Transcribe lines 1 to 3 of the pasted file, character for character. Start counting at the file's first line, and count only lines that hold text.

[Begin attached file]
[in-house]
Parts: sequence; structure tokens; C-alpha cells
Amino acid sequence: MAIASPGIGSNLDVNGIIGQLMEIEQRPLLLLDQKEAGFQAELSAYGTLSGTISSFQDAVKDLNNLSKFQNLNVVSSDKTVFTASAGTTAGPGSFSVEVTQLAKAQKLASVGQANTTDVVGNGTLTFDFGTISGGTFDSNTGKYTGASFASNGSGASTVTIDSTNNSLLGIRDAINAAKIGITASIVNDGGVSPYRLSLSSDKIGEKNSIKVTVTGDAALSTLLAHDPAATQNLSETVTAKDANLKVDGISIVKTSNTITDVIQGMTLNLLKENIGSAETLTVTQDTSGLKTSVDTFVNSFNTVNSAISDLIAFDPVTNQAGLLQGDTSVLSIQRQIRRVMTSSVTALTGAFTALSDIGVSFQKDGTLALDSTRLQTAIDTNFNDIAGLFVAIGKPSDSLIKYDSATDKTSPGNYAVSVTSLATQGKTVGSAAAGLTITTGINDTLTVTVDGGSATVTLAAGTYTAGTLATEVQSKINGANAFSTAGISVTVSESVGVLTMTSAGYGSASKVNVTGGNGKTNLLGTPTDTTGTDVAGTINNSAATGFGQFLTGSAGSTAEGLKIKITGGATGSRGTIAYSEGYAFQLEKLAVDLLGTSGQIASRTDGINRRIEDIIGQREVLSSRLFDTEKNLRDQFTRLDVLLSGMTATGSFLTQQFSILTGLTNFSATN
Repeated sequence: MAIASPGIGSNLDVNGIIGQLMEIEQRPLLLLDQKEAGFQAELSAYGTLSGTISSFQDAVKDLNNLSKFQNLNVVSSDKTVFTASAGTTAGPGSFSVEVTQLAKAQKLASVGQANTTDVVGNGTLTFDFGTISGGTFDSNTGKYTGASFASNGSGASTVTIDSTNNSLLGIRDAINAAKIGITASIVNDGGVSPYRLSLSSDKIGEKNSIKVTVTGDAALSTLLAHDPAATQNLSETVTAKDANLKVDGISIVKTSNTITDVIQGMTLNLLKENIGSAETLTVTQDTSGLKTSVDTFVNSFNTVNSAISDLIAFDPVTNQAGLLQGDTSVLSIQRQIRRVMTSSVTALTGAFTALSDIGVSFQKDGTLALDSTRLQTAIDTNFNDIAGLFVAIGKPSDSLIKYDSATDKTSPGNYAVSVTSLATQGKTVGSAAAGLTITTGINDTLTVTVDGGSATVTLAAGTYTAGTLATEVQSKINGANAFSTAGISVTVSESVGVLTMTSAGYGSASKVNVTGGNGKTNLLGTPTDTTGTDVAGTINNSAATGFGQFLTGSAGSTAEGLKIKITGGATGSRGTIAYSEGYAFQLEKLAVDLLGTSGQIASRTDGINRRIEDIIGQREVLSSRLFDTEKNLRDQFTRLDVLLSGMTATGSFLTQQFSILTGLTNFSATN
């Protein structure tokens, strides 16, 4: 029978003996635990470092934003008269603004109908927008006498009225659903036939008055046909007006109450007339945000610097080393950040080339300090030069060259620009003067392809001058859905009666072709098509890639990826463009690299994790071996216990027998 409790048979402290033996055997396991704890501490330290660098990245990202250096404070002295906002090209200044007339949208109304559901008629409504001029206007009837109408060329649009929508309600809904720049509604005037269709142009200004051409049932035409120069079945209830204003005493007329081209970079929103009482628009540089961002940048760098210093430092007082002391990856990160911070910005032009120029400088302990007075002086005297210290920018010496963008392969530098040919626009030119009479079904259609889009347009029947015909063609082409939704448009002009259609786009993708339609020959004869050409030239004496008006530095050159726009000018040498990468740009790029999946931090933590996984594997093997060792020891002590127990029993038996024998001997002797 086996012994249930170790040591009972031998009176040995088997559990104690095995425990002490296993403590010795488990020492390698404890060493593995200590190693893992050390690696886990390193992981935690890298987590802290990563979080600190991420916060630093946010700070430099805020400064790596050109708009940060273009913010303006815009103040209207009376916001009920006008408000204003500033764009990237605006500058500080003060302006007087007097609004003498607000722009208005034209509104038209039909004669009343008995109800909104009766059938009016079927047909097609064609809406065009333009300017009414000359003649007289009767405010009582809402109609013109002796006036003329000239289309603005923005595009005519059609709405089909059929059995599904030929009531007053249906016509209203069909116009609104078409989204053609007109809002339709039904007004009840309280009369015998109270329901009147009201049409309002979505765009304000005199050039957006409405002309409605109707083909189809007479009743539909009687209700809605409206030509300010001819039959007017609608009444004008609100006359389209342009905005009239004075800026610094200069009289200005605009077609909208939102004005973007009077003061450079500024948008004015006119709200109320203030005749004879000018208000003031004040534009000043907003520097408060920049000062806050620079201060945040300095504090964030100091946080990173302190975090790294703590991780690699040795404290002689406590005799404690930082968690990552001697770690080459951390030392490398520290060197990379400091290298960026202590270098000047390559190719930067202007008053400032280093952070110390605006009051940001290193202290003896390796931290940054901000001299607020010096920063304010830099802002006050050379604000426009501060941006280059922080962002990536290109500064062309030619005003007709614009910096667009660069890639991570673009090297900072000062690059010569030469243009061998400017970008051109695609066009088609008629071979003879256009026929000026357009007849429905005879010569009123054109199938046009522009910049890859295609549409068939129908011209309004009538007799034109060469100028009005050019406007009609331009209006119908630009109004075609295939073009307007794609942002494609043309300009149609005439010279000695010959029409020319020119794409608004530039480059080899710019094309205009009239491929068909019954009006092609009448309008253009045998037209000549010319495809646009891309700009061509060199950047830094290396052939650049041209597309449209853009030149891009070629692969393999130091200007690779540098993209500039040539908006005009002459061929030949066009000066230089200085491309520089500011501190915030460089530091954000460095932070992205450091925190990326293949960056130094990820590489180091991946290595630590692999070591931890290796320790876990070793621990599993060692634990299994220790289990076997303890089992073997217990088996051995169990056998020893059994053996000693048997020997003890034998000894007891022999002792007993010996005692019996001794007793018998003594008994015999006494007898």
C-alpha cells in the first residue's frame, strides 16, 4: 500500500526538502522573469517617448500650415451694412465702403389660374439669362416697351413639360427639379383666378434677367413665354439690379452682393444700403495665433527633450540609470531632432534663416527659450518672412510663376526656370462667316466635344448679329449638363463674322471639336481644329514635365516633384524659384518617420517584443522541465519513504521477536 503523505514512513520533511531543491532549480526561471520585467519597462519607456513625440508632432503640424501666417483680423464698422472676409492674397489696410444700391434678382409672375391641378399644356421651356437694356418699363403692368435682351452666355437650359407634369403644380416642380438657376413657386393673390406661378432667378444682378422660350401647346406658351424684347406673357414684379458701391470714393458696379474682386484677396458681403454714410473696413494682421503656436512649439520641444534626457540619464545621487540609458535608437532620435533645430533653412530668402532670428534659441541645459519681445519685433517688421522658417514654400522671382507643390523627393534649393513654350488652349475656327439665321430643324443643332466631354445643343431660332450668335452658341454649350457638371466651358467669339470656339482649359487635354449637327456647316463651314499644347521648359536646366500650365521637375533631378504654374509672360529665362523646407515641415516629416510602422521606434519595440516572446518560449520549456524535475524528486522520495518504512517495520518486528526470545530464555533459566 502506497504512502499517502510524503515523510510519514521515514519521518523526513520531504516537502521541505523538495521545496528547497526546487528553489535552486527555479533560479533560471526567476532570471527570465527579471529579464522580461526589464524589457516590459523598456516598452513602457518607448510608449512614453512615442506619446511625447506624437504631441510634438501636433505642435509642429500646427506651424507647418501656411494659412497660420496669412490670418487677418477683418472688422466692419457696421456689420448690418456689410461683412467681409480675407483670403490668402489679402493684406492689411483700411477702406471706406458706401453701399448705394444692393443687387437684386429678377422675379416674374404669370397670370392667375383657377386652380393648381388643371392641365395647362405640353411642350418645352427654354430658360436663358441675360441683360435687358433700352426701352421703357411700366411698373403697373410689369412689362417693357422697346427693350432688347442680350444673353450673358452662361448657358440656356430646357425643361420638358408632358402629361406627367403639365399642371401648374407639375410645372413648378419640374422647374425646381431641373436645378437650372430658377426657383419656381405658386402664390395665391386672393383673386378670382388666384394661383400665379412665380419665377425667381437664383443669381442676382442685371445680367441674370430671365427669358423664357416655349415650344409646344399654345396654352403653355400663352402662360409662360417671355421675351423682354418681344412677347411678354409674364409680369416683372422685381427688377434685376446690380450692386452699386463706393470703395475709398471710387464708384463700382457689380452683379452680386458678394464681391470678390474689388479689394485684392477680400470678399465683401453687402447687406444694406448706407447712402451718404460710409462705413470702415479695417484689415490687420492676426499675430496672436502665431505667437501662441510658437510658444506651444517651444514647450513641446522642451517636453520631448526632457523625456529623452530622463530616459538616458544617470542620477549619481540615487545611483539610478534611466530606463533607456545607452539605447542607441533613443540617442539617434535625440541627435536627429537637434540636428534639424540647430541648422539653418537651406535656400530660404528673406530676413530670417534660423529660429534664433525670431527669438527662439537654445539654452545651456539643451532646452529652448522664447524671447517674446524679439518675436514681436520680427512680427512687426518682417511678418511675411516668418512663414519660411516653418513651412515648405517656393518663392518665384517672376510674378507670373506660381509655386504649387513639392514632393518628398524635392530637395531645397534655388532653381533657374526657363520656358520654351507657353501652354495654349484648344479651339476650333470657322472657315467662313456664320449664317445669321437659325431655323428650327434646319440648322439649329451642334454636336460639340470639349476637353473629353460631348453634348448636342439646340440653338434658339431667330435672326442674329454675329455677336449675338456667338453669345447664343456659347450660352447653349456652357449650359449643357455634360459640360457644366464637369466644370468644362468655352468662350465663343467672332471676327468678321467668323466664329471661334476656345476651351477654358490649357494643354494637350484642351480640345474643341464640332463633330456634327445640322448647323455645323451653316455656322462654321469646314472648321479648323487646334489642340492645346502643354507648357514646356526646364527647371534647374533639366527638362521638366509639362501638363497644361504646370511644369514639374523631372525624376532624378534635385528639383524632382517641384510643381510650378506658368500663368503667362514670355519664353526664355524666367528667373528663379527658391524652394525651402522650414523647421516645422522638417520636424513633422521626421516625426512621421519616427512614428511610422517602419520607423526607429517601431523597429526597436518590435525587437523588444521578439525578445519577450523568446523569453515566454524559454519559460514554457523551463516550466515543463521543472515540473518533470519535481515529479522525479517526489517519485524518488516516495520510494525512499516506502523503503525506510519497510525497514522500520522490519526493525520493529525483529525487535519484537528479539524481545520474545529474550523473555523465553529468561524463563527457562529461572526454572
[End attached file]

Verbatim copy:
[in-house]
Parts: sequence; structure tokens; C-alpha cells
Amino acid sequence: MAIASPGIGSNLDVNGIIGQLMEIEQRPLLLLDQKEAGFQAELSAYGTLSGTISSFQDAVKDLNNLSKFQNLNVVSSDKTVFTASAGTTAGPGSFSVEVTQLAKAQKLASVGQANTTDVVGNGTLTFDFGTISGGTFDSNTGKYTGASFASNGSGASTVTIDSTNNSLLGIRDAINAAKIGITASIVNDGGVSPYRLSLSSDKIGEKNSIKVTVTGDAALSTLLAHDPAATQNLSETVTAKDANLKVDGISIVKTSNTITDVIQGMTLNLLKENIGSAETLTVTQDTSGLKTSVDTFVNSFNTVNSAISDLIAFDPVTNQAGLLQGDTSVLSIQRQIRRVMTSSVTALTGAFTALSDIGVSFQKDGTLALDSTRLQTAIDTNFNDIAGLFVAIGKPSDSLIKYDSATDKTSPGNYAVSVTSLATQGKTVGSAAAGLTITTGINDTLTVTVDGGSATVTLAAGTYTAGTLATEVQSKINGANAFSTAGISVTVSESVGVLTMTSAGYGSASKVNVTGGNGKTNLLGTPTDTTGTDVAGTINNSAATGFGQFLTGSAGSTAEGLKIKITGGATGSRGTIAYSEGYAFQLEKLAVDLLGTSGQIASRTDGINRRIEDIIGQREVLSSRLFDTEKNLRDQFTRLDVLLSGMTATGSFLTQQFSILTGLTNFSATN